Dalton's Atomic Model Essay

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The model of the atom has developed greatly from Dalton’s model, which suggested that, ‘matter is composed of small, indivisible (cannot be divided) objects’, to the most recent model developed by Chadwick that includes a nucleus, electrons, protons and neutrons. These developments have all been due to continual experimentation and observation of matter. Chadwick’s model is still being added to and new parts of atoms are found all the time. The development of modern technologies has assisted scientists in creating the most up to date model of the atom, which without the scientists Dalton, Thomson, Rutherford, Bohr and Chadwick’s models we would not have.

Dalton’s Atomic Model
John Dalton’s atomic model was the first to be developed
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At the time of Thomson’s discovery of electrons he was unaware that they were in these shells and Thomson proposed that atoms were,’ uniform spheres of positively charged matter in which electrons are embedded’. The discovery of electrons occurred when Thomson used a cathode ray, which is a sealed glass container with two electrodes that are separated by a vacuum. Voltage is then applied across the electrodes and cathode rays are created. Thomson, through this experiment, discovered that the rays weren’t just light, but negatively charged particles. Through much experimentation Joseph Thomson made the discovery that Hydrogen was actually not the smallest unit of matter, but these particle or electrons as we know them were. Thomson then suggested that these electrons were distributed in a sea of positively charged particles to explain the overall neutral charge of atoms. Thomson is the creator of the plumb pudding model, which explains atoms as a spherical structure with electrons and protons distributed evenly throughout it. Thomson made advancements on John Dalton’s model of the atom by discovering electrons, which is one of the key features of the model of the …show more content…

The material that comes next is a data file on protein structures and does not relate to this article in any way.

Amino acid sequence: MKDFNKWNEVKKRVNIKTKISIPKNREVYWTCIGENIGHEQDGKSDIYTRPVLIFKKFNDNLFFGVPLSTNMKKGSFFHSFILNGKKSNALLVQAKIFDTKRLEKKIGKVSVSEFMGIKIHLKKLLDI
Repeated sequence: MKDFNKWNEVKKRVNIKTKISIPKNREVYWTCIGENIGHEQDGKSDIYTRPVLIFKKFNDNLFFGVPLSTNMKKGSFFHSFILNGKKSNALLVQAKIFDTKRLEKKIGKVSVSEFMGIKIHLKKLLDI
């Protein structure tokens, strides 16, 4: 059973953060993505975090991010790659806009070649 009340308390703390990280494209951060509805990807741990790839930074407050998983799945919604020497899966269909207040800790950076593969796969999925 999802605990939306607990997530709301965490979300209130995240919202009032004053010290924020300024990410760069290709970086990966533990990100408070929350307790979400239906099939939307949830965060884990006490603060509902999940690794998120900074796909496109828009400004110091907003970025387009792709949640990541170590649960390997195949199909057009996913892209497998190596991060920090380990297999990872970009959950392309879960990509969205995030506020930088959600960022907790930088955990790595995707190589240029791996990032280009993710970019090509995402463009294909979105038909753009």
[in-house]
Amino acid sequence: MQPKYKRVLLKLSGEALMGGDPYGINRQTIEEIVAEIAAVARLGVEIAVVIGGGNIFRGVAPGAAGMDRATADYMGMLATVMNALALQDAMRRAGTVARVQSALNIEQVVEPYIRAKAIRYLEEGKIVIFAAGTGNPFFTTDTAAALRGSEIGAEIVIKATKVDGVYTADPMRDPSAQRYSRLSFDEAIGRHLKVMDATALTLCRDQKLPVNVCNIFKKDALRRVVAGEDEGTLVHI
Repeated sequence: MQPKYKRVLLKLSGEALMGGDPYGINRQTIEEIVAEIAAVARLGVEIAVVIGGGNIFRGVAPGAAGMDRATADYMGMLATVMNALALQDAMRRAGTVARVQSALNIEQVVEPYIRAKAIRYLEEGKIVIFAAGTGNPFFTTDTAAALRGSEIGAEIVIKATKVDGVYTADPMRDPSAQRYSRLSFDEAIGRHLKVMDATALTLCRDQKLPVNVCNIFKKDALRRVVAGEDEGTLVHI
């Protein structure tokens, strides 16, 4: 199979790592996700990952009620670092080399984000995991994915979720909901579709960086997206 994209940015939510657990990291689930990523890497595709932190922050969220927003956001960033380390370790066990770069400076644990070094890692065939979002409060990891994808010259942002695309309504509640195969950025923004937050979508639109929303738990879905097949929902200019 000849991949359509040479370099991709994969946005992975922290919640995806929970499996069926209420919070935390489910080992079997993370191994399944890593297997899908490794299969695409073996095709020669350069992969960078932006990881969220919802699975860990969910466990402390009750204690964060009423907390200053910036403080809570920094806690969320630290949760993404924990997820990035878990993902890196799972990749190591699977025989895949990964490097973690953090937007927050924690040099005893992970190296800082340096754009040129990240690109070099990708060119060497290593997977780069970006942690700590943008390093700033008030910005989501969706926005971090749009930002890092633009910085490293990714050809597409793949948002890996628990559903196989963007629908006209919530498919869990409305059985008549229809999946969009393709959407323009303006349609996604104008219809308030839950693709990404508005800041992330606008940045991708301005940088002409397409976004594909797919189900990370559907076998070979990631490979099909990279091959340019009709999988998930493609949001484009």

Rutherford discovered the nucleus through an experiment in which he shot helium nuclei at a thin layer of gold atoms. Rutherford conducted this experiment believing that if Thomson’s model was correct the helium nuclei were unlikely to be deflected because the mass of an atom was spread evenly round it. Rutherford’s experiment was called the ‘gold foil’ experiment and through this he discovered that the helium nuclei were being deflected in almost the exact direction they came from. This experiment disproved Thomson’s plum pudding model, and Rutherford explained that the only way deflection of the nuclei was possible was if the positively charged particles were only in the nucleus. The ‘gold foil’ experiment lead to the adjustment of the plum pudding model to fit the results observed by Rutherford, and the creation of the planetary model of the atom. The model was quite different to Dalton and Thomson’s models as it showed protons clustered together in the centre of the atom surrounded by electrons in shells or rings. The model improved on the earlier models of the atom and is much closer to the model of the atom we know and use today, it shows a central nucleus with positively charged protons inside and shells surrounding it that contain negatively charged

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